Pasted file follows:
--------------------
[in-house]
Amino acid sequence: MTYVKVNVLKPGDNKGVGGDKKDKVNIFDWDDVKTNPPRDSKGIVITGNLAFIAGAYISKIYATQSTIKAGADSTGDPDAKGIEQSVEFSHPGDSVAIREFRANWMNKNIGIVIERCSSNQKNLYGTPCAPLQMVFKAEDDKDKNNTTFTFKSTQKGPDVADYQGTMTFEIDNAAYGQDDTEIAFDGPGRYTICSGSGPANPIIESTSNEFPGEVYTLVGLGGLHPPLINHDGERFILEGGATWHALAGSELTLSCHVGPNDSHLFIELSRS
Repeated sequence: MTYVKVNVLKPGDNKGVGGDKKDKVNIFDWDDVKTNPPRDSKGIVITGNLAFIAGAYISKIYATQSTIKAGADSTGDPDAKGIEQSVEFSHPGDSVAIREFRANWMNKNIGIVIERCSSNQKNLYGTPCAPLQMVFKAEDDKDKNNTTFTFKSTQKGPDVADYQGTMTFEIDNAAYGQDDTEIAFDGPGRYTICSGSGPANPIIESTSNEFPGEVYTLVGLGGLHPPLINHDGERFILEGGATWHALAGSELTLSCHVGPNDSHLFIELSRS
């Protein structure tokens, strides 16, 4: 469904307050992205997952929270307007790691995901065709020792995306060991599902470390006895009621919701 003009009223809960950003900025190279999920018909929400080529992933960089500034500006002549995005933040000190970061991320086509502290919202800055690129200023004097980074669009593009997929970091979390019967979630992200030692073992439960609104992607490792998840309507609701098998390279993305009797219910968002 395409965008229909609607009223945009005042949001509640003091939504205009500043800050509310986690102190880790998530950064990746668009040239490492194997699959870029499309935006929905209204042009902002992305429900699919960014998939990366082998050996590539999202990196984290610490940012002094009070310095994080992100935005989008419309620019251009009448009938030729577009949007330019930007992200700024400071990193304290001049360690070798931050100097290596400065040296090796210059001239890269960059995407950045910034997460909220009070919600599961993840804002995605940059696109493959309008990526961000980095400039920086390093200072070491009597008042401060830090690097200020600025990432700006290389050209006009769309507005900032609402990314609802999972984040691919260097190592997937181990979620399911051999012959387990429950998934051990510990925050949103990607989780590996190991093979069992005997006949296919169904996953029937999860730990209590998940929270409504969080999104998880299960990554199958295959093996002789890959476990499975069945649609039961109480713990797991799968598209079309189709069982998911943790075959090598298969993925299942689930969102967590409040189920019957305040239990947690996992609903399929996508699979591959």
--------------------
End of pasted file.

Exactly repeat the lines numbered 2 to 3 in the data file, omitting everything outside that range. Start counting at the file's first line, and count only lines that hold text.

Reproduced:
Amino acid sequence: MTYVKVNVLKPGDNKGVGGDKKDKVNIFDWDDVKTNPPRDSKGIVITGNLAFIAGAYISKIYATQSTIKAGADSTGDPDAKGIEQSVEFSHPGDSVAIREFRANWMNKNIGIVIERCSSNQKNLYGTPCAPLQMVFKAEDDKDKNNTTFTFKSTQKGPDVADYQGTMTFEIDNAAYGQDDTEIAFDGPGRYTICSGSGPANPIIESTSNEFPGEVYTLVGLGGLHPPLINHDGERFILEGGATWHALAGSELTLSCHVGPNDSHLFIELSRS
Repeated sequence: MTYVKVNVLKPGDNKGVGGDKKDKVNIFDWDDVKTNPPRDSKGIVITGNLAFIAGAYISKIYATQSTIKAGADSTGDPDAKGIEQSVEFSHPGDSVAIREFRANWMNKNIGIVIERCSSNQKNLYGTPCAPLQMVFKAEDDKDKNNTTFTFKSTQKGPDVADYQGTMTFEIDNAAYGQDDTEIAFDGPGRYTICSGSGPANPIIESTSNEFPGEVYTLVGLGGLHPPLINHDGERFILEGGATWHALAGSELTLSCHVGPNDSHLFIELSRS